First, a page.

Freelancer working with others

Why Working for Yourself Doesn’t Mean Working by Yourself

Many freelancers spend much of their time alone and take on all the work of their one-person business alone. But it doesn’t have to be that way. There are times when working with others is a huge benefit.

Not convinced? Why not try. 

Delegating to others

In the workplace, delegation and defined roles are common. When we’re freelance, we’re tempted to do it all. Yet where’s the rule book that says we have to?

Try outsourcing. If a task is stressful, time-consuming or just plain boring, outsource it. Yes, it will cost you money, but you can spend the time it would have taken to do that admin or fill out that tax-return on earning money doing what you’re good at (and hopefully enjoy).

Some tasks are best done by others because they require expertise and those experts can do them quicker and better than you can. So, whether the task is web design, social media management, promotion, bookkeeping and accountancy, or anything else you can’t or don’t want to do, consider passing it to someone else.

Learning from others

There’s always something left to learn and always someone who can teach it to you or talk you through it. Formal and informal training, longer courses, mentoring, networking, conferences, workshops, local business consortiums; there’s a whole bunch of ways you can access learning to improve and broaden your skills and increase your contacts.

Subcontracting to others

I’ve written dozens if not hundreds of articles on different ways to manage your time, workload and work/life balance. But even if you’ve followed my sage advice to the letter, there may be times when life throws you a curveball and you end up with an impossible amount of work.

Spookily, I’m there myself right now; usually, I’m a very part-time employee as well as a freelance writer. Over the last few weeks, though, I’ve been a nearly full-time employee because one colleague suffered a completely unpredictable tragedy, and another had to take a fortnight off because of serious illness in her family.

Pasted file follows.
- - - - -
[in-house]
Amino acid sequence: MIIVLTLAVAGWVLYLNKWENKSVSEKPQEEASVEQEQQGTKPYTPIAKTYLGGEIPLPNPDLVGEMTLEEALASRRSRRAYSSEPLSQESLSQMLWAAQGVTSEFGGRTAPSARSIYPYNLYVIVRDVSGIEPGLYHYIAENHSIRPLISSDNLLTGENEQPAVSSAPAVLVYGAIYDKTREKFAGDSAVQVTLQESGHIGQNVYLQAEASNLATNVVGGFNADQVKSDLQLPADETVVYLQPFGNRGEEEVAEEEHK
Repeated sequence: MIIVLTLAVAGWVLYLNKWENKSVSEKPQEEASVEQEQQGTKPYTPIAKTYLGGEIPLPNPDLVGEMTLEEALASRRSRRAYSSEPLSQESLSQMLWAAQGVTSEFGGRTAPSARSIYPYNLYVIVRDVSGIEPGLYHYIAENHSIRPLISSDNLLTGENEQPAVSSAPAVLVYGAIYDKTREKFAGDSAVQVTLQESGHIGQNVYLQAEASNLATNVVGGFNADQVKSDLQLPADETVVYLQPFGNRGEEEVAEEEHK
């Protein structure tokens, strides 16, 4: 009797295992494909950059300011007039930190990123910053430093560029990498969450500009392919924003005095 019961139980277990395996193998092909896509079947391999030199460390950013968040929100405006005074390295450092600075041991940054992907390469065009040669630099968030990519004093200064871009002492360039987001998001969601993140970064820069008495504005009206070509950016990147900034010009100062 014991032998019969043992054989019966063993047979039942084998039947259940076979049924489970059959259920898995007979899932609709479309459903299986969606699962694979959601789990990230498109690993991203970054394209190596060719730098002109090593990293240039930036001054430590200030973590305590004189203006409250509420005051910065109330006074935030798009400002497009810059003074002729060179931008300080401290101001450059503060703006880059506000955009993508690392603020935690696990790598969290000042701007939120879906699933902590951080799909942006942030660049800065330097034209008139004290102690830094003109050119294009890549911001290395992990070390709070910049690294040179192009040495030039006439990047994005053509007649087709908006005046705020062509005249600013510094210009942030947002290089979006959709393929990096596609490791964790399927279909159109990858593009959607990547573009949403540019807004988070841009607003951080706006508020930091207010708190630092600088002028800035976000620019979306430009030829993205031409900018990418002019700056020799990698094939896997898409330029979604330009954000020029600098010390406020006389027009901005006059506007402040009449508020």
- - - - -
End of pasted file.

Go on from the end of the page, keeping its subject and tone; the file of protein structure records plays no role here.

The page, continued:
Currently, my curveball solution has resulted in finishing this article at 6.30 in the morning before heading off ‘to work’ – and consuming the number of takeaways and ready meals I’d usually have in a year. An alternative (and, I will admit, better) solution is to hire someone else to help, whether that’s for specific tasks or a few hours/days.

Subcontracting can also be a great idea if you have work you don’t particularly enjoy but want to retain. The pros, cons and cautions of this could be a whole other article, but here, let me just warn you to consider who you hire for how much, and on what terms.

If for instance, you’ve hired someone to write articles for you, you will need to consider how much they will expect to be paid if they’re good – and how much of your time will be taken up editing their work if they’re not so good. Is it still worth it for you in terms of money and stress?

Working with others

Freelancers spend half their time being advised to specialise and become an expert in their niche and the other half being told to add to and broaden their skills and services. It’s true that some skills are often required in tandem. I lost a contract to write the content for a hefty leaflet because a competitor could write the content and design the leaflet using a specific design package that the charity used.

One way to offer additional services (without risking becoming ‘a jack-of-all-trades, but master of none’) is to partner up with someone else who has the skills often required alongside yours. As always, if you do this, ensure the obligations, expectations and financial implications of the partnership are very clear and formalise them with a written contract.

Working around others

Freelancing can be lonely and working at home by yourself isn’t usually the most stimulating of environments. Co-working spaces, cafes, pubs and ‘work dates’ with other freelancers can all help to prevent isolation and provide the socialisation you lack – and the motivation and inspiration that can dwindle when you’re by yourself staring at the same wall every day.

Working by yourself all the time isn’t always the best solution for you, your workload or your business, so why not try one or two of these ways to interact with others?

How do you work with others, and how do you ensure you retain your expertise and motivation? Share your tips!

Kara Copple
An experienced business and finance writer, sometimes moonlighting as a fiction writer and blogger.

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